About two thirds of the way, I went under the second to the last bridge of the RFL. And the longest, 3.5 miles, Tappen Zee Bridge. 
Make that a bridge and a half. A new TZB which began construction in 2013 has a projected completion of April of 2018. The new double span twin bridge, right will replace the cantilever bridge, completed in 1955, on the left. 
Reverse angle looking east, the side of the river I've been runyaking since Poughkeepsie, a 100 runyaking miles ago. The bridge is where the New York Thruway, beginning in Buffalo, and ending in NYC, crosses the Hudson. Pedestrians are not allowed, so I will remain on the Hudson's eastside.

The Hudson River is the widest at Tappan Zee. Why I wondered was the bridge built at the widest spot? If you are curious enough also, read a short article, "The Mystery Of Tappan Zee: Why Build A Bridge Where The River's Wide?" Briefly, MONEY, it would cost more, but in the end it would make more money. 
Once beyond the TZB I had a clear look down river. What I saw caused much emotion. I could see the New York City skyline. The first thing I did was go Facebook Live with my amazement. After 112 day of runyaking, to me, it was the most glorious horizon ever.
New York City skyline, The Palisades of NJ on the right.

I landed at Irvington's Matthieson Park about 1:00 pm. Early enough I thought of doing another segment and end in Yonkers. You see, the following day, Monday, is forecasted to be a rainy day. My thoughts were, if I got the Monday's segment in today, and it was raining tomorrow, I'd just head for home, since I did get to Yonkers, where I hoped to finish the trip.
To do this, I wanted to reverse the runyak order, kayak first and run last, mainly because the tide would soon be turning against me.
I switched into high gear, for I had to plant the van at JFK Marina in Yonkers 6 miles downriver. While going to the van, I passed a teen at the park gate taking payments to enter park entrance. I told him I'd be returning to kayak, and asked if I had to pay. He said Irvington residents were free, others pay. He knew I wasn't a resident, but said he'd let me in, adding, "I can't charge you, not with  that cool hat and all."
Never did I ever think a free hat, I got from Short Brewing Company, would come in this handy. Paying would have saddened me. Never yet have I had to pay for parking, or launching, or park entry. In 112 days, have come close a few times, but so far, not a cent.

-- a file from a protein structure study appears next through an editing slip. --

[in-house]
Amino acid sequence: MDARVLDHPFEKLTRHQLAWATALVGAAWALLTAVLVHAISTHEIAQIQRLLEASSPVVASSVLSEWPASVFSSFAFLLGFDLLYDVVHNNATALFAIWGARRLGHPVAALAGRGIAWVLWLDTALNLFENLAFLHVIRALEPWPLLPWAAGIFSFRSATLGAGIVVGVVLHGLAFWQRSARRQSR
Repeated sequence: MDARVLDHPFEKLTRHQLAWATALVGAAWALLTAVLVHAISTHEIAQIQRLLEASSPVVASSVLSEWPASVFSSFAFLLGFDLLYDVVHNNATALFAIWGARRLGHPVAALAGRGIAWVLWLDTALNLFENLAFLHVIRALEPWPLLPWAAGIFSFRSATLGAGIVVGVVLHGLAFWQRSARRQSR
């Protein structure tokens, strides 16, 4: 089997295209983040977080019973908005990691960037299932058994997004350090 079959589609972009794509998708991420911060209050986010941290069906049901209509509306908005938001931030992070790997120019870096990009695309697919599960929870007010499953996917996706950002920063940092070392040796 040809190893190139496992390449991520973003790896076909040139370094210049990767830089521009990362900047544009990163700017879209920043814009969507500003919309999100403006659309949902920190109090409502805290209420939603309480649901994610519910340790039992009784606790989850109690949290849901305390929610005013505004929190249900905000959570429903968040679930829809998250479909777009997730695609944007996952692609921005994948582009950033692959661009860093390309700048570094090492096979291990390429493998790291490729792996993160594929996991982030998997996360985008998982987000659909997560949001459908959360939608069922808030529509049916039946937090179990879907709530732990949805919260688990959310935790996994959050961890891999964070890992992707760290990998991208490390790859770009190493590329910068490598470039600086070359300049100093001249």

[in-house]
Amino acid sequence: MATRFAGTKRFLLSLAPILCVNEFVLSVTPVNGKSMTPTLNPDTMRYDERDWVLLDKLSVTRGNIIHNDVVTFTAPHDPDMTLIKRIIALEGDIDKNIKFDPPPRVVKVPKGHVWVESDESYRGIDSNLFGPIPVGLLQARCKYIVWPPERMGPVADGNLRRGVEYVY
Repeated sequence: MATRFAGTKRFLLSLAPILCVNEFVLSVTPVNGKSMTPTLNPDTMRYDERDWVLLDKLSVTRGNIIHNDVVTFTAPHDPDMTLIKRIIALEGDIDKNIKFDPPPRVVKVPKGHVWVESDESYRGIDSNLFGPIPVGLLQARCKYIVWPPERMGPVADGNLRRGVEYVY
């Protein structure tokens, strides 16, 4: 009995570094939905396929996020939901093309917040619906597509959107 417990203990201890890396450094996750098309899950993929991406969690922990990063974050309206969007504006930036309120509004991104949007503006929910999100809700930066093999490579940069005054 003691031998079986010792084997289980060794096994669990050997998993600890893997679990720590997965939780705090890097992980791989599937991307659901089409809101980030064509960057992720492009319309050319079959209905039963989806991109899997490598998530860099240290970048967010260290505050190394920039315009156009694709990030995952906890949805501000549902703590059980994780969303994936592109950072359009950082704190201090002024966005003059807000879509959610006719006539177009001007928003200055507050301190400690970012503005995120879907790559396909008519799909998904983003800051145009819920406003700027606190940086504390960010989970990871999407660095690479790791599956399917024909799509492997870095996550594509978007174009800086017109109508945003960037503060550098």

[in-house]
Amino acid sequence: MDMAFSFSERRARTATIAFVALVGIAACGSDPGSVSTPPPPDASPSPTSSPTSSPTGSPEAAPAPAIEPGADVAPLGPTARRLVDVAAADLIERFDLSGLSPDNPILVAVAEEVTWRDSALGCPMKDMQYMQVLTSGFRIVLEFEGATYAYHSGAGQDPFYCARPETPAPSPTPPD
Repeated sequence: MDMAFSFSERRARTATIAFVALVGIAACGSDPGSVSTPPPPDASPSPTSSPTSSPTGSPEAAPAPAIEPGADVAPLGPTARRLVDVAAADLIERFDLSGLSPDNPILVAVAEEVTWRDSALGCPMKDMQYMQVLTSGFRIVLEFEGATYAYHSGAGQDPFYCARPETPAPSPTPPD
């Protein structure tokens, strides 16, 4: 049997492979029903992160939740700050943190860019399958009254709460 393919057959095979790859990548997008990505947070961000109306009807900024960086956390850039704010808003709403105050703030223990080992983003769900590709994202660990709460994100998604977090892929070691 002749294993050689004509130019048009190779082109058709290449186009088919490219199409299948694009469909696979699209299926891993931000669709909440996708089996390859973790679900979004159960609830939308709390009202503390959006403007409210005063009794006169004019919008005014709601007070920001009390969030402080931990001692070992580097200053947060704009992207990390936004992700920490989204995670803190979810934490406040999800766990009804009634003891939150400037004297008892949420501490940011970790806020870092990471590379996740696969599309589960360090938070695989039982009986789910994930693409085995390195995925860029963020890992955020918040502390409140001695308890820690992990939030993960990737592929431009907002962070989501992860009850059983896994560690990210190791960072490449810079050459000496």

I drove to the JFK marina, parked the van and then... cycled back! CHEATER? Biked back? Not to worry I will eventually run from JFK to Irvington, but right now I was in a hurry to start kayaking, knowing I'd be bucking the tide to get back to JFK landing, and it would be evening. 
On this trip, for the first time, I brought the bike. The last two trips I could have used a bike, I had to walk back to vessel and vehicle Oct 2015, and Sept. 2016, took a ride back to Swiftee after a run. Not to worry, runyak rules were followed every time, mainly being, every inch of the way from very beginning, has be covered by running and kayaking.
Back to Swiftee, I locked the bike up, hopped in Swiftee and paddled off. 
Early in the day I saw the forecast, that the wind would be over 13 mph in the afternoon, but was hoping for the best. The first mile was 25 min/mi, second, 30 min/mi, and by the third it was 37 min./per mile (now tide is turning) plus waves were splashing over the bow. With three miles to go I was concerned enough to look for safe harbor. Helping to make that decision, wife, and friends had been posting me, "be safe." I obeyed. Long ago I was concerned about this part of the Hudson, The Widest Section. Now, in the Sea, yet with plenty of experience with wind and waves, the paddling was a little scary.
I ducked into Tower Ridge Yacht Club for protection against the growing waves. I no sooner grabbed docking poles to steady Swiftee, still bouncing from wave action, when a Yachty began screaming at me to get out of his club. I'd never been treated this poorly since the uppity, hoity-toities of Lake St Clair's, Grosse Pointes.
Tower Ridge Yacht Club